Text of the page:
Travel: Getting to see the real Italy

The beautiful view from Casa Lola in Le Marche, Italy
The beautiful view from Casa Lola in Le Marche, Italy
M27. Picture: Malcolm Wells

One lane closed on M27 after crash

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Don’t do it - you’ll never get a moment’s peace.

Those were the words of warning from my sister – a mother of two – upon hearing the news my wife and I were planning on taking our four-month-old son and three-year-old daughter for a week’s holiday in Italy.

Her reasoning was simple: the constant demands from our youngest child would mean it would be anything but a relaxing break – just the usual toing and froing, only this time in 25-degree heat.

It is with a hint of smugness, but much more a sense of relief, that I can look back and write that she got it totally wrong.

Our stay at Casa Lola was the perfect blend of tranqulity and relaxation, with enough to keep everyone amused, to more than justify our decision to go abroad.

Located on the brow of a rolling hill with glorious views of the mountains and countryside in the region of Le Marche in central eastern Italy, Casa Lola is a 200-year-old farmhouse which sleeps up to 10 people.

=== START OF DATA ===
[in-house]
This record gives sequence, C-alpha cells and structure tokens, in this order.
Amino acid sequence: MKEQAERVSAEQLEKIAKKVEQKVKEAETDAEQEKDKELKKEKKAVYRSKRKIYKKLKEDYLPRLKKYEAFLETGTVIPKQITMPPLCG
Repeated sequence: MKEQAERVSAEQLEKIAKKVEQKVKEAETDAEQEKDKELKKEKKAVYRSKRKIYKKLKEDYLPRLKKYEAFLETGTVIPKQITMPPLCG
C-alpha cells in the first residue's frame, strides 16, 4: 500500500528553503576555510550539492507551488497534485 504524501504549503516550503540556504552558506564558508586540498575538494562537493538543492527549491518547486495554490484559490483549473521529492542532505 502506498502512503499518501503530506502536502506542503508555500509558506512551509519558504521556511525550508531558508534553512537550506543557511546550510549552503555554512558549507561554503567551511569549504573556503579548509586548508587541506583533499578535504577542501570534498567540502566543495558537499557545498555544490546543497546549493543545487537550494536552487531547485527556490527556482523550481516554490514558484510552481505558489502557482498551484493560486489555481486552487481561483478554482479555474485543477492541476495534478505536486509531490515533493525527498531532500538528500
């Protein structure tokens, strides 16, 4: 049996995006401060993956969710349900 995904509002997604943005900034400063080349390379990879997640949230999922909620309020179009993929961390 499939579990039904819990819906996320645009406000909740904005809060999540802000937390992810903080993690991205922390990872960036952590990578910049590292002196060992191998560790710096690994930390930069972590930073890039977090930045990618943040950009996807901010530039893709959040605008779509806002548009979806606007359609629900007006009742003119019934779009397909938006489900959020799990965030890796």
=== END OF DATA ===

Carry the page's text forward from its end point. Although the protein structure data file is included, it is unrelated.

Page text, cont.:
There are many beautiful ancient hill-top towns and villages close by with wonderful cafes and restaurants to enjoy and to savour that delicious cup of coffee and cake - such as Monte San Martino, Amandola, Sarnarno, Gualdo and Monte Falcone.

If sightseeing is not your thing, you’ll be hard pushed to find a better-equipped villa than Casa Lola.

One of its best aspects is the private swimming pool, which we could not keep our daughter out of for the whole holiday.

There is a large kitchen and dining room, as well as an outside barbecue and huge garden.

Set in remote countryside, it is not surprising that many of the locals do not speak much English but that just adds to being in the ‘real’ Italy.

Setting myself the challenge of being able to converse with residents, I was able to get a grasp of the Italian language thanks to Rosetta Stone.

Using the language company’s CD-Rom guide, I learnt the basics in the three months leading up to the holiday, goimg through the learning tool’s many levels at my conveniance and using a fantastic interactive service where you converse with Italian tutors.

It enabled me to book restaurant tables, ask for directions and cope with shopping at the local supermarket.

Because if it’s the genuine beauty of Italy you want to see, Casa Lola and Le Marche really does offer le dolce vita (the good life).

For more information on learning a new language with Rosetta Stone, visit